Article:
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The rifles on this page are affordably priced for beginning collectors, decorators, material culture historians, or interested individuals seeking a representative example. The rifles may be plain, decorative but poorly or highly restored, or in need of restoration. They will be original Kentucky rifles (not reproductions) with some investment potential. For beginning collectors, these rifles represent an entry level item at a modest investment. For many the first step in generating interest is owning and handling an object rather than viewing images. These rifles are perfect for those individuals. Email me for additional photos of each rifle.

Feel free to make serious offers!

Signed D Sheets, Daniel Hoover Sheets, Union, OH ca 1840

This rifle is signed in script on the barrel D Sheets with a decorative motif after the signature. Daniel was the son of Martin Sheets who came to Union in 1808 from Randolph County, North Carolina. The barrel is 42" and about .38 cal. it has never been cut down or rebreeched. The plain maple stock is in original condition with no losses or repairs; the original surface survives and is near perfect.

I believe the two pieces of brass , one between the hammer and tang, the other in front of the lock are original to the stock placed there by Daniel to prevent the corrosive action of the percussion caps. The lock is original to the rifle and signed J G Stutsman Dayton Ohio; it is in good working condition. It is an attractive rifle in original condition with pleasing architecture.

Available at $1950.00

Unsigned, Easton, Northampton County, Pennsylvania, ca 1825

Unfortunately this rifle is not signed as with many rifles from this region thus making it hard to attribute to a particular gunsmith. There are many details that could help identify the gunsmith if enough signed specimens were known. The architecture is very pleasing with both a Roman nose comb and a curved lower butt commonly used in Lehigh County as well. Whomever the maker the rifle is a jewel and in near perfect condition.

Of interest is the unusual conversion to percussion using the original flintlock hammer with a bolster locked in the jaws. This is NOT a candidate for reconversion back to flintlock. The deeply rifled barrel is 39.5 inches (it's original length) and about .50 cal. The converted lock is original to the rifle and not one sliver of wood has been replaced or any modern-day restoration. This is an opportunity to own a rifle in original condition, with an unusual conversion, desirable architecture, and nice curly maple.

Available at $3,400

2 Halfstock rifles, ca 1840

Two halfstock rifles; one signed the other is unsigned. The signed example is quite decorative and in the Jamestown, North Carolina style. The unsigned one has an eagle patchbox associated with Henry Ledford Davidson County, North Carolina. It also has a long barrel tang in the style of eastern Tennessee.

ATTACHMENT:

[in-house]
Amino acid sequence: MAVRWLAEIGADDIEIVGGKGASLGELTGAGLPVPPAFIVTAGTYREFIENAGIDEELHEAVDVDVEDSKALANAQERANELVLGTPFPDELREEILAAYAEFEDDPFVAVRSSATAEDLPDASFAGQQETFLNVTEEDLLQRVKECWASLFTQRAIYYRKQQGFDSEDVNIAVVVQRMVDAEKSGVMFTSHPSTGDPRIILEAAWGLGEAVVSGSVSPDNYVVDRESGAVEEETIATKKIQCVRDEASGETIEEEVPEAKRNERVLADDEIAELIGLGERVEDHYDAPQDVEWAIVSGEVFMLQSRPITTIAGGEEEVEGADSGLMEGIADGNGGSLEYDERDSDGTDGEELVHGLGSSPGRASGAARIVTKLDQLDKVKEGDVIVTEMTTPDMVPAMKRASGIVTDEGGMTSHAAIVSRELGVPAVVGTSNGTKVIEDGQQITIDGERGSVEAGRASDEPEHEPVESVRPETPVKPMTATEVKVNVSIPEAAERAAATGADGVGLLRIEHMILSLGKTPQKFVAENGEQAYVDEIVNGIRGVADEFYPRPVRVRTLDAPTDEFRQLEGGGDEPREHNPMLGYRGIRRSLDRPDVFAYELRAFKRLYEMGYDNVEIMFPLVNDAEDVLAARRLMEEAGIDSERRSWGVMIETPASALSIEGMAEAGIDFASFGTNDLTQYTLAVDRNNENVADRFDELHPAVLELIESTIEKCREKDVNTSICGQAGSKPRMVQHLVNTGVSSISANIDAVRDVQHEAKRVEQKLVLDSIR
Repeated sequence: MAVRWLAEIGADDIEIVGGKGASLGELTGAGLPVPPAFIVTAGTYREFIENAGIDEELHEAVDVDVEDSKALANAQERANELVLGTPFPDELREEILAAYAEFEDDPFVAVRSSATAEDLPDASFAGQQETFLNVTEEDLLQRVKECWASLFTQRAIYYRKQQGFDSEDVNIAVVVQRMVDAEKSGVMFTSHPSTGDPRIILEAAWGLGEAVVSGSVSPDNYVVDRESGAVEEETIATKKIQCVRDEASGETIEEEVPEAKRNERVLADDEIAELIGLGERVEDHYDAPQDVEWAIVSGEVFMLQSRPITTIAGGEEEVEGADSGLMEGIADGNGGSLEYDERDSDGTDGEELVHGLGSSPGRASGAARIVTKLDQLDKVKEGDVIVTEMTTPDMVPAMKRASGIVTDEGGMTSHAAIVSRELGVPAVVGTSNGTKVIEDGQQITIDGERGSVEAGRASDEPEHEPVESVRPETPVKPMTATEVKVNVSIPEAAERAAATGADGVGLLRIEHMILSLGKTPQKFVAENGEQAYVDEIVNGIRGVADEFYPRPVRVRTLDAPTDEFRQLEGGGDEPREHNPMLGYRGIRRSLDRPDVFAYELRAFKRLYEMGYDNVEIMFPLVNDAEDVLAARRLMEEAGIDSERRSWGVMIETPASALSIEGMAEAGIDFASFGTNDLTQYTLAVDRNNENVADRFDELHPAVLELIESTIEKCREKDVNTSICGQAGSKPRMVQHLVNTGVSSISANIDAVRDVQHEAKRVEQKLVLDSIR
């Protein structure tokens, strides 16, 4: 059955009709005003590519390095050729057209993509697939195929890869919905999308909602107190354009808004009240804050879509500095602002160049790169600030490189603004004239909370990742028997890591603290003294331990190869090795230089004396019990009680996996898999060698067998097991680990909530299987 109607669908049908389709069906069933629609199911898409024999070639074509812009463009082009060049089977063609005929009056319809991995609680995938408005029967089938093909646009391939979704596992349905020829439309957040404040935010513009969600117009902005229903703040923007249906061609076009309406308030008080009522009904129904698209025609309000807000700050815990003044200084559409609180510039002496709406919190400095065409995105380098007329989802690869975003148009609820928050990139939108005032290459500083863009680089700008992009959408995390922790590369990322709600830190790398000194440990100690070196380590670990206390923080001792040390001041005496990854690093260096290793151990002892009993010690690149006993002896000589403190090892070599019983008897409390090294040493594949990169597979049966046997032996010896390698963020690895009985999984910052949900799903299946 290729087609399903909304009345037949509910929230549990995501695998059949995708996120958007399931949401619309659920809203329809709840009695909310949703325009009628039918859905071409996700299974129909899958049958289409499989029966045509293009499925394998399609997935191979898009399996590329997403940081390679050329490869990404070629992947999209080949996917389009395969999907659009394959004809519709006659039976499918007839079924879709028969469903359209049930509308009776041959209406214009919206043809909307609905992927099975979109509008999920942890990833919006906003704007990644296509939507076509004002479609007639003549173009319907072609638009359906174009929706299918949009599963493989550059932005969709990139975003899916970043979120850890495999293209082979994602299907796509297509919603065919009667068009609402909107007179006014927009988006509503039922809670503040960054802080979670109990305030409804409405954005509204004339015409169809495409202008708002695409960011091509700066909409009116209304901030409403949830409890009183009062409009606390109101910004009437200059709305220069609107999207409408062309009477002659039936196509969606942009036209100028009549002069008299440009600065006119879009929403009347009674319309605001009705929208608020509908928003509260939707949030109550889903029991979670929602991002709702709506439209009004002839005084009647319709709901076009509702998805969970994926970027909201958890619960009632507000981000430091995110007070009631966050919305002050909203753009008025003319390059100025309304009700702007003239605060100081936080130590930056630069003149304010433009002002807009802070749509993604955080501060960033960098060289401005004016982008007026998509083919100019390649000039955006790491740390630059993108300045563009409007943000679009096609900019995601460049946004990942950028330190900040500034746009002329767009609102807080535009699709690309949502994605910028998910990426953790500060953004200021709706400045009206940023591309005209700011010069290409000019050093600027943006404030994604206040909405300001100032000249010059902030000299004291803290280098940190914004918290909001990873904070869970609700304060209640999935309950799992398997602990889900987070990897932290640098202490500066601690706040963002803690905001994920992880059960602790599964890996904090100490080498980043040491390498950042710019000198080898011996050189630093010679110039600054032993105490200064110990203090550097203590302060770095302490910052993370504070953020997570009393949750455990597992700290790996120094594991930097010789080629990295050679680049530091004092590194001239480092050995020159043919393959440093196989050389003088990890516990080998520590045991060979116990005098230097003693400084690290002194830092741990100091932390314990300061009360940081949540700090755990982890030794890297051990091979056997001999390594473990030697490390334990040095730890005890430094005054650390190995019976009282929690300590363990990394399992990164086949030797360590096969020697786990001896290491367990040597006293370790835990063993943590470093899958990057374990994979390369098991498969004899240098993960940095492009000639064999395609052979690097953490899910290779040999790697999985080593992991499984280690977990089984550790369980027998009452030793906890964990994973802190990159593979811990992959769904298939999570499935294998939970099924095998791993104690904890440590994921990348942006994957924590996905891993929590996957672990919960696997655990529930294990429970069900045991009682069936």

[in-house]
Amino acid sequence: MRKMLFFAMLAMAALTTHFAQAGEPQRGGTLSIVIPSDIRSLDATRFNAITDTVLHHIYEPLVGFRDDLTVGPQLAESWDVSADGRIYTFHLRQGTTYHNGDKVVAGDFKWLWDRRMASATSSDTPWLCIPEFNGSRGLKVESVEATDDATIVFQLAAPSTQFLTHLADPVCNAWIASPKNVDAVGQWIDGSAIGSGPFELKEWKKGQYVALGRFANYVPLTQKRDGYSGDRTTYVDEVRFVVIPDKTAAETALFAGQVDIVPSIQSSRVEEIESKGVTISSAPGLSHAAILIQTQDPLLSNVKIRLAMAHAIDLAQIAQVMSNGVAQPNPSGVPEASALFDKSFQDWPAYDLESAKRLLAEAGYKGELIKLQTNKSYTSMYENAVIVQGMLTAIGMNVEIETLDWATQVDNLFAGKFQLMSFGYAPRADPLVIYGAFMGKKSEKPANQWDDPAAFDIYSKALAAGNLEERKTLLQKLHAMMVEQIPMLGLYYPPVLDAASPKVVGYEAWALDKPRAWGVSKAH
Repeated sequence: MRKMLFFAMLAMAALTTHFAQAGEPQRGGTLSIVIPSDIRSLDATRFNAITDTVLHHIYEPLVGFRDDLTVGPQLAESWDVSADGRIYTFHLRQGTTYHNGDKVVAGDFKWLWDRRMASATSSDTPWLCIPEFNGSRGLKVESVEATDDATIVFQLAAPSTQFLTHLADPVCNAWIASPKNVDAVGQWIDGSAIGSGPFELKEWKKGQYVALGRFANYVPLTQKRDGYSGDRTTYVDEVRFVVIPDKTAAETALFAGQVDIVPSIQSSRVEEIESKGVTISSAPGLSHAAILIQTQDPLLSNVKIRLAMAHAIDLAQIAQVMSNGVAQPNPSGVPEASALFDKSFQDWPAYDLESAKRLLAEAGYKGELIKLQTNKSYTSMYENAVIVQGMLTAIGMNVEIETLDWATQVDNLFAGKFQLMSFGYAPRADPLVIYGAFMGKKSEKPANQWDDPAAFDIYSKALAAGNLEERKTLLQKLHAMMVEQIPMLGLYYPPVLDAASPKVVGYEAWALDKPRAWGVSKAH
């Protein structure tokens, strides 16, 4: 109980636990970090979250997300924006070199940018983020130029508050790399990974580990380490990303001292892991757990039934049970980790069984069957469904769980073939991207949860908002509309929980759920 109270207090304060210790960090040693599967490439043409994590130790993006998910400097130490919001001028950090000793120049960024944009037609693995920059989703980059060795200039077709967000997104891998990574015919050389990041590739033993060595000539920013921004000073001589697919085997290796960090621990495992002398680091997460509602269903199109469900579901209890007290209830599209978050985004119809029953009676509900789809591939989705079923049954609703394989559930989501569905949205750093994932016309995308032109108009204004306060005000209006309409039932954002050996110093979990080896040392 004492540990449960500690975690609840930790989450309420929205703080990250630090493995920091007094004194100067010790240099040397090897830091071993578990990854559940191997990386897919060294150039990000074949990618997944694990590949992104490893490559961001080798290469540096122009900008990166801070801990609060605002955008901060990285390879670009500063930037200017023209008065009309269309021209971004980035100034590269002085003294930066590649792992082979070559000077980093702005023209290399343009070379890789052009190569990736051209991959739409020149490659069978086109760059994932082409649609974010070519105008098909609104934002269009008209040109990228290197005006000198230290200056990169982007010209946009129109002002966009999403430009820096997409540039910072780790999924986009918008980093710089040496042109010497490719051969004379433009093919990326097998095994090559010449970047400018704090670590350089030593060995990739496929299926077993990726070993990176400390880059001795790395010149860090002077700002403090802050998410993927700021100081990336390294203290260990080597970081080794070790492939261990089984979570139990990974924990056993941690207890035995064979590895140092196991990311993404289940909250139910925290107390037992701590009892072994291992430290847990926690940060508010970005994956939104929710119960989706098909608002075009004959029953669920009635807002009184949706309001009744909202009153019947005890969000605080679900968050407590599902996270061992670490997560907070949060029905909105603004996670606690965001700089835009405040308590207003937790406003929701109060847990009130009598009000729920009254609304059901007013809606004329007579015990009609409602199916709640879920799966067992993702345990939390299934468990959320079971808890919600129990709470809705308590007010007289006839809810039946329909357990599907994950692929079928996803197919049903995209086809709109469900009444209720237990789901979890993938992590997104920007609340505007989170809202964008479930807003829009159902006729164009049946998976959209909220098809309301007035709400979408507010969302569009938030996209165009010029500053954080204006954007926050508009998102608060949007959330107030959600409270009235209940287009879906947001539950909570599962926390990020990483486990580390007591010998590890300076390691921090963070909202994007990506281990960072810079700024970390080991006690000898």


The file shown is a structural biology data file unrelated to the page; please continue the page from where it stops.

The signed example is in excellent condition with a small rifled bore. The unsigned one has a walnut stock. Buy them both for $2000 or either for $1250.00. May be shipped together in the same box only to locations east of the Mississippi.

Available at $2000.00 for both

Unsigned William Shaver, Rockingham/Augusta County, Virginia ca 1835

The following information appears on Courtney Wilson's website "Little is written about the Shaver family of gunsmiths but both William (b. 1802) and Daniel (b. 1812) made some fine rifles in the percussion period 1830-60. The Shavers originated in Rockingham County and their riflemaking style, architecture and the folksy engraving and details were heavily influenced by Alexander McGilvray, Rockingham County’s most prolific rifle maker. The bulk of their work, however, was apparently done just south of Rockingham County in Augusta County on the road to Staunton, Virginia. To the best of my knowledge no signed rifles are known by this family"

This example is one of the best and most original examples of their work. The rifled barrel is 43 inches long about .40 cal. Though made in the percussion period this rifle exhibits much earlier architecture and style. None of the rifles known by William or Daniel were made in the flintlock period. The patchbox finial has a mans head with a pointed nose; a folkish and desirable detail. The Shavers always used a wavy line with gouge work as a decorative detail around the curved cheekpiece. This example has that as well as on the fore arm. Both silver double acorn inlays are missing. The lock appears to be an old replacement contemporary with use as it is a single screw lock.

The forward lock bolt and comma shaped washer is missing and a sliver of wood is missing near the fore end cap. The curly maple is exquisite but the wonderful old surface dampens it. Few rifles appear on the market in untouched condition; this example had not been cleaned or tampered with in over 100 years; as a result the surface has a matte finish that should not be removed or tampered with. Replacing the mising inlays, changing the lock, and restoring the sliver of wood could be avoided to maintain the orinigality and attic condition of this rifle. Just leave it alone and enjoy an unmolested piece of Shenandoah Valley history.

Available at $2,850.00

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